Driving under the influence (DUI) of alcohol or drugs is a serious crime in California. A conviction for a first-time offense results in a jail sentence of up to six months, a maximum $1,000 fine, and driver’s license suspension for no more than six months.
However, it is possible to be subject to increased penalties—or even be charged with a felony DUI—if certain aggravating factors are evident. An aggravated DUI involves circumstances that make the charge even more dangerous.
The following are common aggravating factors that can lead to harsher penalties and more serious charges:
- High blood alcohol content (BAC) – The legal limit in California is .08 percent, which means having a BAC at or over that amount is considered drunk driving. However, having a BAC of .15 or higher will result in increased penalties, such as driver’s license suspension for up to 10 months.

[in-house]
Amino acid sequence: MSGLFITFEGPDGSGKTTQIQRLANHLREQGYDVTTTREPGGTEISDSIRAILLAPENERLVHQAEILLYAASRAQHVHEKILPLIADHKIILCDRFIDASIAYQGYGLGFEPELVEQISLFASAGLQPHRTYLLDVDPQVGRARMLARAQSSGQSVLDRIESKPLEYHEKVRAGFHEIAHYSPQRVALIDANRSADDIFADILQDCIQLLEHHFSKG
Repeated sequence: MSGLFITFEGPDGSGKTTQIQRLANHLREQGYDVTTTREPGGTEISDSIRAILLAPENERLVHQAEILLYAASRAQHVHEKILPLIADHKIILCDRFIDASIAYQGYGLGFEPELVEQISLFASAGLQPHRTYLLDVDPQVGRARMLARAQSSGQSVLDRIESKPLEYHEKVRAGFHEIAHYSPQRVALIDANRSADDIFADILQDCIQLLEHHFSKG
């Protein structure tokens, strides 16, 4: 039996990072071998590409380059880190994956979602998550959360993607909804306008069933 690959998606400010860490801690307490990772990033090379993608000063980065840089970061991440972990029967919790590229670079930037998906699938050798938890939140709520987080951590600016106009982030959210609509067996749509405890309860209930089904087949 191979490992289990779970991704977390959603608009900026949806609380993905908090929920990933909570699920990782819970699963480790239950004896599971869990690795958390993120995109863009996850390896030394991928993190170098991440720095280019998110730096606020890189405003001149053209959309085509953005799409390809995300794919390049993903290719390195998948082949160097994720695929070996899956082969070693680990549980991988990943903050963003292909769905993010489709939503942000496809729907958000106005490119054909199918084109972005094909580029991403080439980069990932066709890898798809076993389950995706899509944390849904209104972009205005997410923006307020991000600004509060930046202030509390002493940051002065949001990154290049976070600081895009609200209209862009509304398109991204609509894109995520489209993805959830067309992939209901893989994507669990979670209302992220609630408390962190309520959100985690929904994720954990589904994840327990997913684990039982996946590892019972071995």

- Excessive speed – If you were driving more than 20 mph over the posted speed limit on a street or more than 30 mph on a highway at the time of the DUI arrest, a conviction can lead to an additional 60 days of jail.
- A minor passenger in the vehicle – If you were driving with a child under 14 years old at the time of the DUI arrest, a conviction can lead to increased jail time. For instance, the first offense of this type of drunk driving offense adds a mandatory 48-hour jail term.
- Car accident – If you were involved in a car accident while drunk driving, you could either be charged with a misdemeanor or a felony, depending on whether the victim of the accident suffered injuries or passed away. Keep in mind, there is a one-year jail/prison enhancement—with a maximum of three years—for each victim. If you were involved in a hit-and-run while you are drunk driving, you will most likely be charged with a separate hit-and-run charge in addition to a DUI charge.